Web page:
Should I fight a ticket for “Failure to Yield from a Private Drive” that resulted in a car accident?

UPDATED: Aug 1, 2011

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Should I fight a ticket for “Failure to Yield from a Private Drive” that resulted in a car accident?

Exiting my apartment complex, 3 lanes of westbound traffic on the road had stopped to allow me to cross. I had cleared the westbound lanes and entered into the median when a woman speeding down the median hit me (she had entered the median from across the street and was unable to enter the westbound lanes as the cars were backed up – obviously, she had seen the gap presented by the cars that had stopped to allow me to cross and was speeding down the center median in an attempt to reach that gap). The officer cited both of us at fault as I had been exiting a private drive. Fight?

Asked on August 1, 2011 Arizona


FreeAdvice Contributing Attorney / FreeAdvice Contributing Attorney

Answered 11 years ago | Contributor

If you believe that you were not at fault for the automobile accident that resulted between you and the other driver, you should show up in court and contest the ticket and see what the outcome is.

Since your insurance premiums will most likely increase as a result of the accident if you do not contest the accident, there is additional incentive for you to show up and fight this ticket. The benefit of contesting the ticket in person as opposed to simply paying the ticket is that the citing officer may not show up and the citation and ticket will be dismissed.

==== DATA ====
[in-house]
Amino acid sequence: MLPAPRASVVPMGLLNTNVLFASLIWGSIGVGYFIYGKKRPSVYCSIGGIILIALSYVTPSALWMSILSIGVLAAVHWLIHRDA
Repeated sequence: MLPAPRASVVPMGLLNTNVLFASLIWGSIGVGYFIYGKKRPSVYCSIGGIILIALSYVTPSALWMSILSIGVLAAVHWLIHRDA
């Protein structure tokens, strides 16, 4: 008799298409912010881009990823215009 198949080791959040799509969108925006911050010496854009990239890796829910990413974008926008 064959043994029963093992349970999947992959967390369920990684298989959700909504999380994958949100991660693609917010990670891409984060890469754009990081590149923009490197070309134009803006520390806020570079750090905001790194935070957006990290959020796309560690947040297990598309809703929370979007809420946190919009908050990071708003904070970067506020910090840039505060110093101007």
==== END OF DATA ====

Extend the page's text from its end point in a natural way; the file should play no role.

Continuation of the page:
If that happens, then you can argue with your insurance carrier that you were not found in violation of the citation. If the other driver simply pays the ticket and your ticket is dismissed, your position with your insurance carrier that you were not at fault for the accident and your insurance premiums should not be increased is strengthened.

Good luck.

IMPORTANT NOTICE: The Answer(s) provided above are for general information only. The attorney providing the answer was not serving as the attorney for the person submitting the question or in any attorney-client relationship with such person. Laws may vary from state to state, and sometimes change. Tiny variations in the facts, or a fact not set forth in a question, often can change a legal outcome or an attorney's conclusion. Although has verified the attorney was admitted to practice law in at least one jurisdiction, he or she may not be authorized to practice law in the jurisdiction referred to in the question, nor is he or she necessarily experienced in the area of the law involved. Unlike the information in the Answer(s) above, upon which you should NOT rely, for personal advice you can rely upon we suggest you retain an attorney to represent you.

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